Daisuke Higuchi – Whistle!

From 2004 -2010 I lettered a book for Viz Media called Whistle!
The story and art were by Daisuke Higuchi. I lettered pretty much the whole run and in doing so became a big fan of Higuchi as a storyteller. The following is a brief bio that ran in the series’ final issue.

Daisuke Higuchi’s manga career began in 1992 when the artist was honored with third prize in the 43rd Osamu Tezuka Award. In that same year, Higuchi deputed as creator of a romantic action story titled Itaru. In 1998, Weekly Shonen Jump began serializing Whistle! Higuchi’s realistic soccer manga became an instant hit with readers and eventually inspired an anime series, debuting on Japanese TV in May of 2002.

Daisuke Higuchi

In a nutshell, Whistle! is about a young middle school boy named Shō Kazamatsuri who’s one and only dream is to play soccer but because of his small stature he has to overcome adversity after adversity to do so – he also serves as an inspiration to to his friends and teammates, drawing them closer together – classic underdog story.

Whistle cast with Shō in the foreground.

Note: For the uninitiated, the accompanying pages are read right to left – not left to right..

Page that starts out each volume if you open it the wrong way.

The following pages show a great sense of design as Daisuke Higuchi freezes a moment and shows different aspects of a scene. In the scene on the left, the opposing team has just made the winning goal. In the scene on the right,  Shō’s teammate Hiroyoshi has accidentally made a goal for the opposing team.

Click on image to enlarge.

More of the same, but in these two cases the focus is on characterization…

Click on image to enlarge.

The following is from a particularly strong sequence from Volume 12.
First a little back story from the previous issue; Shō has just made a near impossible shot tying the game – but the coaches see something else…

Click on image to enlarge.

The scene that follows opens with Shō and his friend Tatsuya showing up at Tatsuya’s father’s house (who he is estranged with). Tatsuya’s father is a soccer coach for a rival team and has some old soccer footage he wants Shō to see – at the same time some other coaches are meeting for lunch, and Akira (the female coach) echos Tatsuya’s father’s sentiments.

There’s so much to love in that scene.
• The way the dialogue bounces back and forth between the two characters speaking.
• The look of sheer joy on Akira’s face as a young girl followed by the more reflective aspects as an adult.
• The projector on the bottom of page 42 seen as just a glowing light.
• The end shot of Shō as he stares entranced at the footage of a father he never knew.

Beautiful stuff.

Stephen King in his book “On Writing” states, “I think the best stories always end up being about the people rather than the event, which is to say character-driven.”

There are a million underdog stories out there, the ones that resonate come not from the story construct but from how deeply you’re invested in the characters. Higuchi’s strength as a storyteller is her engaging cast of characters.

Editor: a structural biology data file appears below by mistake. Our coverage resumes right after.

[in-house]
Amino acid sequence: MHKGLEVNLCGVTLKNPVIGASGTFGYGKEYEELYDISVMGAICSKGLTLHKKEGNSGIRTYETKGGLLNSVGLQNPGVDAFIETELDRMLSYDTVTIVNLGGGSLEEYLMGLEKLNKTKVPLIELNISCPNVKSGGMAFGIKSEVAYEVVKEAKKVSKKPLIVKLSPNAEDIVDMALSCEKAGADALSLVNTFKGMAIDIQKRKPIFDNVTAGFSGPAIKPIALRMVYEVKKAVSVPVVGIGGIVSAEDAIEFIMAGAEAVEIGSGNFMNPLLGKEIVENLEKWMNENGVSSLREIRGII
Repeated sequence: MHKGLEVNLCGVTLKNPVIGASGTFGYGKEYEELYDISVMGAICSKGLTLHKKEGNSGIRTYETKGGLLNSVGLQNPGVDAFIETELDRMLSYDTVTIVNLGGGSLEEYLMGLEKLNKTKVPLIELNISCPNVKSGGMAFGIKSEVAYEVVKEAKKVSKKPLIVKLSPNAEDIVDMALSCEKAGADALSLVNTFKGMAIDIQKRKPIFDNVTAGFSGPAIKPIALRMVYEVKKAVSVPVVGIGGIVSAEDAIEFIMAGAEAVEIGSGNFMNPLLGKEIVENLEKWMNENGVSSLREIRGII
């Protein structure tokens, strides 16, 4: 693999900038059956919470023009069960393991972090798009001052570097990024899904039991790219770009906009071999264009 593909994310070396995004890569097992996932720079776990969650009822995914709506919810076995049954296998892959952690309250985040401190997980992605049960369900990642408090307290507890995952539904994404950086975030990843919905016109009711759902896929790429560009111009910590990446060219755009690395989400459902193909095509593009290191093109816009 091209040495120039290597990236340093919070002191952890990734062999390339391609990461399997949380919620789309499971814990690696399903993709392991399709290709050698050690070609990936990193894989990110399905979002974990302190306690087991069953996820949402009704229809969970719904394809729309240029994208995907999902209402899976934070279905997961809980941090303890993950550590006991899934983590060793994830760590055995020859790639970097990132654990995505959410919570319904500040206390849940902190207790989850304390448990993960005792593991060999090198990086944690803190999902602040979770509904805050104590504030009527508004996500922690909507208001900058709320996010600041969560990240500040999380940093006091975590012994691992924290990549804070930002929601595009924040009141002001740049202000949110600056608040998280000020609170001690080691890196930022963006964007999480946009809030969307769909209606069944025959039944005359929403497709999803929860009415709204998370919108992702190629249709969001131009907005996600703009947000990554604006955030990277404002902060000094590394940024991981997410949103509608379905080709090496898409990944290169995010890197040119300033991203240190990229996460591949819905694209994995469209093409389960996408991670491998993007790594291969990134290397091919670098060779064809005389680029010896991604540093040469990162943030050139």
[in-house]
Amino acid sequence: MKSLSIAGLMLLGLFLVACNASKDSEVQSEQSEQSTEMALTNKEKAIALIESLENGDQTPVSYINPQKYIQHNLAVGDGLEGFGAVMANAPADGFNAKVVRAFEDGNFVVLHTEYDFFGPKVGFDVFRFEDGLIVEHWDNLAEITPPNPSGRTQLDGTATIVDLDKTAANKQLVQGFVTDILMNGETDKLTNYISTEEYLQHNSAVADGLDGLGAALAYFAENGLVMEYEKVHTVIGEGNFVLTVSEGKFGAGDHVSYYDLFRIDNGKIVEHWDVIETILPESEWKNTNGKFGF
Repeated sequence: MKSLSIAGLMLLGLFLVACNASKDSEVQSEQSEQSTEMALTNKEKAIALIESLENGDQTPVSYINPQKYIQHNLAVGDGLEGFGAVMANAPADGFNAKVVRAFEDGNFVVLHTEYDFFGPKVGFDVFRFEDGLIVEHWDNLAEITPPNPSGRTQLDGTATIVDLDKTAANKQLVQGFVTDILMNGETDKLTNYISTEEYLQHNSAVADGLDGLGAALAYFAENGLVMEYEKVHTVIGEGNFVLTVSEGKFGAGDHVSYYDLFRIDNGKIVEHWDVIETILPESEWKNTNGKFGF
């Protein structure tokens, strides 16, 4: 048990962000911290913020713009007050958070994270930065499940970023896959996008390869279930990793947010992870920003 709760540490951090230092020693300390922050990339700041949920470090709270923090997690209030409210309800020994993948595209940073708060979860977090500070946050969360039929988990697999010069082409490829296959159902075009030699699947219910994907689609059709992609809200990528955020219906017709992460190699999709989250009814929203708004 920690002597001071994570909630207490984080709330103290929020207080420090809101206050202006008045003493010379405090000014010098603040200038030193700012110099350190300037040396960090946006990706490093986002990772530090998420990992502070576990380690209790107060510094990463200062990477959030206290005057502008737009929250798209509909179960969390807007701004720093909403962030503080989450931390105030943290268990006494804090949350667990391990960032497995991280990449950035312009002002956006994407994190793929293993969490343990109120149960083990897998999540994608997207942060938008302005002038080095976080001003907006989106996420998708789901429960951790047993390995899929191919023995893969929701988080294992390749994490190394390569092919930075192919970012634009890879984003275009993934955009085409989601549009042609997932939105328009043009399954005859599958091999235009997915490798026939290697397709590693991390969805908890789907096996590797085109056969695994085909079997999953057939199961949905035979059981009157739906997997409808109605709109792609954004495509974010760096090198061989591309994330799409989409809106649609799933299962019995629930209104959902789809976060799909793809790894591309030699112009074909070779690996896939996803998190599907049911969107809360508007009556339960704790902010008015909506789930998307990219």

You can check out Whistle! at your local library’s manga section.
To purchase, go to Viz.com or Amazon (to name a few).

Whistle! © 1998 by Daisuke Higuchi. All rights reserved.

About Jim Keefe

Jim Keefe is the current artist of the Sally Forth comic strip, he is also the writer and artist of the Flash Gordon comic strip - both available at ComicsKingdom.com. A graduate of the Joe Kubert School, Keefe likewise teaches Comic Art. Teaching and speaking engagements include SVA in Manhattan, Hofstra’s UCCE Youth Programs, The University of Minnesota and most recently the Minneapolis College of Art and Design.
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3 Responses to Daisuke Higuchi – Whistle!

  1. I’m amazed that I’ve stumbled upon you, somebody who actually worked on the English version of Whistle! I wholly agree with your sentiments on the work of Higuchi-sensei; I can honestly say that Whistle! improved my life. I read the series between the ages of 12-14, and I was just starting to play ice hockey – and I was horrible! (Higuchi-sensei also wrote a manga about ice hockey, Go Ahead…how perfect is that?!) But even though a lot of my teammates were mean to me because I always messed up, Sho’s determination was actually what inspired me to keep trying during my games. It’s corny, but true.

    I love Whistle’s story, artwork, and the characters. That Stephen King quote is perfect. My favorite character is Daichi. He’s so introspective and…transcendental! And he’s a little weird too. I love it when he talks about wanting to dissect Sho. And his reason for playing soccer- “To know why he’s smiling.” Ah.

    There’s so much I love about this story that words can’t even describe it.

    • Jim Keefe says:

      Thanks for taking the time to write such a heartfelt response.

      “There’s so much I love about this story…”
      Agreed!

      And I don’t think it’s corny that Shō inspired you to persevere.
      Daisuke Higuchi really created a strong character – he gets under your skin.

      • He definitely does. All the characters are strong, which is an impressive feat considering there are so many of them. Thank you for saying that it’s not corny!

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